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14 Nov 2007 08:38
Africa’s small-scale farmers growing local crops can lead a belated “green revolution” on the world’s poorest continent, the new head of a $500-million agricultural project said.
Higher output of foods such as cassava, sorghum and yams could help reduce imports of rice, wheat and maize, said Amos Namanga Ngongi, named the first president of the Alliance for a Green Revolution in Africa (Agra) on Wednesday.
“There is no acceptable reason for Africa’s farmers to be poor,” said Ngongi, born in Cameroon and a former United Nations under-secretary general. “About 75% of Africa’s poor live on small farms when farmers should be doing reasonably well.
“The issue is now to try to get the resources to support the small farmers to produce more than enough for themselves to eat and then link into the market systems to lift them out of poverty,” he told Reuters in an interview from Accra.
Agra reckons a solution to poverty is to help small farmers with better seeds, fertilisers, small-scale irrigation systems and access to markets to help sell any surpluses.
The initiative favours more use in Africa of well-tested crops such as cassava, plantains, yams or sorghum.
There were hundreds of varieties suited to African conditions before any need to consider GMOs, Ngongi said.
Agra, formed in late 2006 and with offices in Accra and Nairobi, has initial five-year funds totalling $500-million from the US Rockefeller Foundation and the Bill and Melinda Gates Foundation.
Africa has failed to match Asia or Latin America in raising farm output in recent decades, partly because large areas are unsuitable for growing rice, wheat and maize.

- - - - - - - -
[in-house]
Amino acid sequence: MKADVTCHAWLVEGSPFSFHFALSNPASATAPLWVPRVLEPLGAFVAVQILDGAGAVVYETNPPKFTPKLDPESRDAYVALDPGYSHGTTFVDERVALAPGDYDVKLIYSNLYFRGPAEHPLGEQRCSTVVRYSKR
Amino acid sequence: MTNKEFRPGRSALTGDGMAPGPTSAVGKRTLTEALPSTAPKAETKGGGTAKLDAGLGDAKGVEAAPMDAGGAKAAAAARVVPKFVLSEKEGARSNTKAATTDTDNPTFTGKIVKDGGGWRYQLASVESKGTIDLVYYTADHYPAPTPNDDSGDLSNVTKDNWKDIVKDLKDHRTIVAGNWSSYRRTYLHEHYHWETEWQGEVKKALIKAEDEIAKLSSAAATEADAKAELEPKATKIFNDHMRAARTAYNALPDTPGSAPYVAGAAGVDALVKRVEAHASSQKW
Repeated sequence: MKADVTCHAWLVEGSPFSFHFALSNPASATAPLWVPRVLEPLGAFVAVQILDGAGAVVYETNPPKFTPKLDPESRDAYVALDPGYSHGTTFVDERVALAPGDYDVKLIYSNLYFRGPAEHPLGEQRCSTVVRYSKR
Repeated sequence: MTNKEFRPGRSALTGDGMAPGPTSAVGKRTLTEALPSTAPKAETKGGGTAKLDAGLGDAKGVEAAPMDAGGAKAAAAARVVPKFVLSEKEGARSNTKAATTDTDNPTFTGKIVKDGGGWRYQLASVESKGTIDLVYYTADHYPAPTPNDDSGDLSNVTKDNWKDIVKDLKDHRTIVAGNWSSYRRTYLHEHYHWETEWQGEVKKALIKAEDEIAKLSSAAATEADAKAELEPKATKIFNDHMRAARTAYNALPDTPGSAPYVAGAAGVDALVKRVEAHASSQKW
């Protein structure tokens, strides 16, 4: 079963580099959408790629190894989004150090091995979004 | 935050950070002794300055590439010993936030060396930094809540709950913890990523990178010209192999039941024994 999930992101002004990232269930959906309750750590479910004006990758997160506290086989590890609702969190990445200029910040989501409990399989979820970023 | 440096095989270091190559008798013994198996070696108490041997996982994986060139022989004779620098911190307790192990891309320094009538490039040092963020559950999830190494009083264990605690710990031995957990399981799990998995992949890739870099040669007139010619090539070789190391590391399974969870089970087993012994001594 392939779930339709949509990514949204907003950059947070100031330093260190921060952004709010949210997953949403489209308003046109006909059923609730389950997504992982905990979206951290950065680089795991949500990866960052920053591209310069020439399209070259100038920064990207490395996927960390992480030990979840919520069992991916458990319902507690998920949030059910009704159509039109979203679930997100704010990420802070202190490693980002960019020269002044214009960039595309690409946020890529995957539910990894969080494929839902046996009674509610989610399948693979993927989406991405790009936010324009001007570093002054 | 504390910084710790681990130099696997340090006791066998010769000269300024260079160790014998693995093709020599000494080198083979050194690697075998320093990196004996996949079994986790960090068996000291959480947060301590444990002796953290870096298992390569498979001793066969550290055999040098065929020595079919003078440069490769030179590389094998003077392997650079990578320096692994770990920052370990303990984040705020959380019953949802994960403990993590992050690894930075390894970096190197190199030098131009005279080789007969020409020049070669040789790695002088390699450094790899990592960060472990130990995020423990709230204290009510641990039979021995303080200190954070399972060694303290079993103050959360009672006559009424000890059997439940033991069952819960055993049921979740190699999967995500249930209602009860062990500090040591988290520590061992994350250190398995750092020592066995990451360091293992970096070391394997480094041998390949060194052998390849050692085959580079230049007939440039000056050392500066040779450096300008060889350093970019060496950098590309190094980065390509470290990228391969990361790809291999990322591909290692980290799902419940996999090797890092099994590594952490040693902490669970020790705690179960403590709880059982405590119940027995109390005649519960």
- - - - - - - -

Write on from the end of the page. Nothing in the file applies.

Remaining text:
Mismanagement by African governments and a lack of foreign aid had also stood in the way.
“Since the early 1960s, Africa has gone from being a net food exporter to a net importer,” Ngongi said.
As part of new projects Agra is helping a centre in Ghana, for instance, to produce crop varieties suited to West Africa. In Kenya, Agra is cooperating with banks to get loans to support farmers. “The next challenge is how to process Africa’s food to compete in terms of preparation time against rice and wheat,” he said. “If we can transform Africa’s food into easily prepared foods we will reduce the need for imports.
“Preparing food in Africa is very time-consuming. Women spend hours pounding millet and sorghum to turn it into food for their families. And some foods just take just too long to cook in a continent short of firewood,” he said. He said that cassava—a root which can be boiled like a potato, fried or processed into flour—could help. “Cassava could be the major food item on Africa’s lunch and dinner tables,” he said. “It grows in a wide ecological belt.” - Reuters
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